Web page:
Found on Competitor.com
- By Mario Fraioli and Caitlyn Pilkington
New to running? Here are some tips to keep you on track.
1. Get a good pair of shoes
If you’re a novice runner or completely new to running, you should start by visiting a specialty running store, where you can get fit into the right shoes for your feet, gait, fitness and running goals. Consider the $100-$150 price an investment in your health for the entire year.
2. Follow a training plan
Though you can improve your fitness by just going out and running, it’s much better to follow a training plan — especially if your goal is to run a 10K, half marathon or marathon. Consider joining a local training group so you can run with others on occasion and get the guidance of a coach.
3. Run at more than one speed
The easiest way to get into a running rut or stall on a mental and physical plateau is to run the same speed and distance every single day. Running at various speeds (or heart rate levels) will allow you to take your fitness to the next level and get your body race-fit for your big day.
4. Run in different places
Just as you shouldn’t run the same pace every day, you shouldn’t run in the same place every day either. Seeking out new routes and varying your terrain will not only keep things fun and interesting, but it will also help you to improve your weaknesses, whether it’s charging an uphill, rolling down the other side or finding a consistent rhythm on flat ground.
5. Keep a training log
Writing down your workouts or recording them with an app or an online log will inspire you to be consistent, will help you adjust your training, and will ultimately boost your confidence.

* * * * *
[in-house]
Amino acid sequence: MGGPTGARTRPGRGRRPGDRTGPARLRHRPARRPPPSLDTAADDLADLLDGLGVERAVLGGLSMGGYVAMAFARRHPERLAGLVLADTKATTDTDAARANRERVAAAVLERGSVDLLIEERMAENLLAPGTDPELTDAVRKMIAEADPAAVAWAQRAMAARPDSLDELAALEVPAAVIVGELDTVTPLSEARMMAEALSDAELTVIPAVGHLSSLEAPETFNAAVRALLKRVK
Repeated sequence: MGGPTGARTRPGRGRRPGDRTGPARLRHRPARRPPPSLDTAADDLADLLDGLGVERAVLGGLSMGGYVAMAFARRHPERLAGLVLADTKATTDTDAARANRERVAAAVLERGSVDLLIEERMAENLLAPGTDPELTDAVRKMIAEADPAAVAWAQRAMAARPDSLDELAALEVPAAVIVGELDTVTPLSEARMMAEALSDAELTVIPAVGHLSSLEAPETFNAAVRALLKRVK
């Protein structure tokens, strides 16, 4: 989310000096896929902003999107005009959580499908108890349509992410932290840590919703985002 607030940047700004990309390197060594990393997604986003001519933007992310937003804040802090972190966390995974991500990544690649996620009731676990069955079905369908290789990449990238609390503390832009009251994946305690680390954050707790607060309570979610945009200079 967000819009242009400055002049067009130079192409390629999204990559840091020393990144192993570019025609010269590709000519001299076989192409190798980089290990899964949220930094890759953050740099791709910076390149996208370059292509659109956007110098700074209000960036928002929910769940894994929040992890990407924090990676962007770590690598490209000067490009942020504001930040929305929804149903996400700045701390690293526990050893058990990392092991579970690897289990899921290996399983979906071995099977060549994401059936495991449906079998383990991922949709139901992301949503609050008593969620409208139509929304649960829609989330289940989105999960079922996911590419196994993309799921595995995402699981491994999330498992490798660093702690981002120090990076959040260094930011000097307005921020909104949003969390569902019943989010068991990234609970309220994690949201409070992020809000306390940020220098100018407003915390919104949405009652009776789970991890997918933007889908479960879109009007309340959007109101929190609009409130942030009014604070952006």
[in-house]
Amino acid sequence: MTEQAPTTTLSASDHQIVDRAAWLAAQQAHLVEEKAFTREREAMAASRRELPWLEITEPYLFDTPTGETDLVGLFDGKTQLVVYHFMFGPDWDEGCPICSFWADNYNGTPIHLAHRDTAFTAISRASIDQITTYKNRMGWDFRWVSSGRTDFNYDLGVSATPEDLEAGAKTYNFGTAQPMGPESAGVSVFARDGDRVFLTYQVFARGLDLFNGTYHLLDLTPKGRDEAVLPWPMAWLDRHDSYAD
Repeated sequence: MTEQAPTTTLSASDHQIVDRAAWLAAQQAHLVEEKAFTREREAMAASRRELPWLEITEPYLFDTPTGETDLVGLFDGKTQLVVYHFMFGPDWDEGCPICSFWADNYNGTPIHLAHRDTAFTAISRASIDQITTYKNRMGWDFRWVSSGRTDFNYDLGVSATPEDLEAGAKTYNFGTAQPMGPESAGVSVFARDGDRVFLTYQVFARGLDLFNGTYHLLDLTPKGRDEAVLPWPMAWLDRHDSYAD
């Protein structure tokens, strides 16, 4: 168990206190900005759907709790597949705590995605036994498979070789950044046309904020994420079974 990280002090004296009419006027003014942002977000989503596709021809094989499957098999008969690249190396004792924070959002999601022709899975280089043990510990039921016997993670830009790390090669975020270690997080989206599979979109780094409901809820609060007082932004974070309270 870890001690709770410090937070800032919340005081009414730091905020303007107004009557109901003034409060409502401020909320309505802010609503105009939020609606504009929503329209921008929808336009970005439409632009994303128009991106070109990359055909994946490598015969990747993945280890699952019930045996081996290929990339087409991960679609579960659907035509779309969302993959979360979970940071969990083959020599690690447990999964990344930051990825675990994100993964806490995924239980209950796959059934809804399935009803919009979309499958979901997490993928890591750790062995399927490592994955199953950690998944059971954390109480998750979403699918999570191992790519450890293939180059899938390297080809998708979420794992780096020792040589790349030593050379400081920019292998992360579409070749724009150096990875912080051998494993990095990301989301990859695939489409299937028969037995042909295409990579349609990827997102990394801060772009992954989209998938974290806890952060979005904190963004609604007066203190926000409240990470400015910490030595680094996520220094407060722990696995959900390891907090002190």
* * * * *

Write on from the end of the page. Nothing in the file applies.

6. Don’t train alone
Sometimes running alone is exactly what you need. But training with partners on occasion can help keep things fun and inspiring, plus you’ll have to be accountable to someone other than yourself — and it can push you to run faster.
7. Get stronger
If you want to be a consistent runner, you’ve got to do more than just run. To avoid overuse injuries and lessen ongoing fatigue from running, do exercises and drills to strengthen the muscles in your feet, ankles, lower legs and core. Check out our numerous articles about running-specific strength exercises and running-form drills.
8. Sign up for a race
Easily the biggest way to get yourself in motion is to sign up for a race. If you’re new to running, give yourself enough time for proper training (at least six months for a marathon and four months for a half marathon). Once it’s on the calendar, you’ll have something to motivate you every day.
9. Go gadget-free
Watches, GPS units and heart-rate monitors can be great tools for tracking speed and effort, but they can also become consuming if you are too reliant on them. From time to time, pick out a route and just go at a pace that feels good. It will free your mind and can increase enjoyment levels. If you run with music, consider running without your phone (or switching it to airplane mode) to avoid outside distractions.
10. Practice patience
For all its enjoyments, running also has its share of frustrations, whether it’s trying to get faster, get past an annoying injury, or achieve that runner’s high you’ve heard about. The solution? Be patient. Improvement of any sort takes time. Knowing that is an essential part of the process of becoming a runner.